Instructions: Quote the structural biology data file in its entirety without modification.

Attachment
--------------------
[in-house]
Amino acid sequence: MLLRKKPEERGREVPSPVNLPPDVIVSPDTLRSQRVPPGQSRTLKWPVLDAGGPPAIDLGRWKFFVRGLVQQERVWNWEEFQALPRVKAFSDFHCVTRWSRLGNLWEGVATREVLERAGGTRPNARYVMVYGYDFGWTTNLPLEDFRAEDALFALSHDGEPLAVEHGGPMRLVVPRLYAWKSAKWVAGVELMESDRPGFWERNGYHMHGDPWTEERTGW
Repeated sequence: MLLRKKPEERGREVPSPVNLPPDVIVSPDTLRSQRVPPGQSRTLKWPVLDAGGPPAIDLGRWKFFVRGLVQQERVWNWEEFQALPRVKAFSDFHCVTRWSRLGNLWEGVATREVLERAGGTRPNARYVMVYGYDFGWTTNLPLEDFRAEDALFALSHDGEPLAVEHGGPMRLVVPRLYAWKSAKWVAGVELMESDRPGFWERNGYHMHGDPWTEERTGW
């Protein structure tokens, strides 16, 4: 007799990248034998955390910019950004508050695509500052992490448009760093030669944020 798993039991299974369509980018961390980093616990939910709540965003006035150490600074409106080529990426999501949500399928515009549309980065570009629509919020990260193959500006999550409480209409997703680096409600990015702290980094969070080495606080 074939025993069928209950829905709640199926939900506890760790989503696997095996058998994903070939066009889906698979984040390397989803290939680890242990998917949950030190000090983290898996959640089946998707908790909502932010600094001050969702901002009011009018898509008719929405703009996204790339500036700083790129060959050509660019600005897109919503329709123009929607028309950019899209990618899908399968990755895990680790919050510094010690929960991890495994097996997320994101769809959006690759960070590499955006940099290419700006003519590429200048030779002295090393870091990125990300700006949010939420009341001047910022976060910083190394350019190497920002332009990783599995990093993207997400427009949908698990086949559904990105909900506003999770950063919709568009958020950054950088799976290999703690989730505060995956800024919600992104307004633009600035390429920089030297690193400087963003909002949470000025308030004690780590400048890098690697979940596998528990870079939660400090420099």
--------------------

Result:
[in-house]
Amino acid sequence: MLLRKKPEERGREVPSPVNLPPDVIVSPDTLRSQRVPPGQSRTLKWPVLDAGGPPAIDLGRWKFFVRGLVQQERVWNWEEFQALPRVKAFSDFHCVTRWSRLGNLWEGVATREVLERAGGTRPNARYVMVYGYDFGWTTNLPLEDFRAEDALFALSHDGEPLAVEHGGPMRLVVPRLYAWKSAKWVAGVELMESDRPGFWERNGYHMHGDPWTEERTGW
Repeated sequence: MLLRKKPEERGREVPSPVNLPPDVIVSPDTLRSQRVPPGQSRTLKWPVLDAGGPPAIDLGRWKFFVRGLVQQERVWNWEEFQALPRVKAFSDFHCVTRWSRLGNLWEGVATREVLERAGGTRPNARYVMVYGYDFGWTTNLPLEDFRAEDALFALSHDGEPLAVEHGGPMRLVVPRLYAWKSAKWVAGVELMESDRPGFWERNGYHMHGDPWTEERTGW
């Protein structure tokens, strides 16, 4: 007799990248034998955390910019950004508050695509500052992490448009760093030669944020 798993039991299974369509980018961390980093616990939910709540965003006035150490600074409106080529990426999501949500399928515009549309980065570009629509919020990260193959500006999550409480209409997703680096409600990015702290980094969070080495606080 074939025993069928209950829905709640199926939900506890760790989503696997095996058998994903070939066009889906698979984040390397989803290939680890242990998917949950030190000090983290898996959640089946998707908790909502932010600094001050969702901002009011009018898509008719929405703009996204790339500036700083790129060959050509660019600005897109919503329709123009929607028309950019899209990618899908399968990755895990680790919050510094010690929960991890495994097996997320994101769809959006690759960070590499955006940099290419700006003519590429200048030779002295090393870091990125990300700006949010939420009341001047910022976060910083190394350019190497920002332009990783599995990093993207997400427009949908698990086949559904990105909900506003999770950063919709568009958020950054950088799976290999703690989730505060995956800024919600992104307004633009600035390429920089030297690193400087963003909002949470000025308030004690780590400048890098690697979940596998528990870079939660400090420099």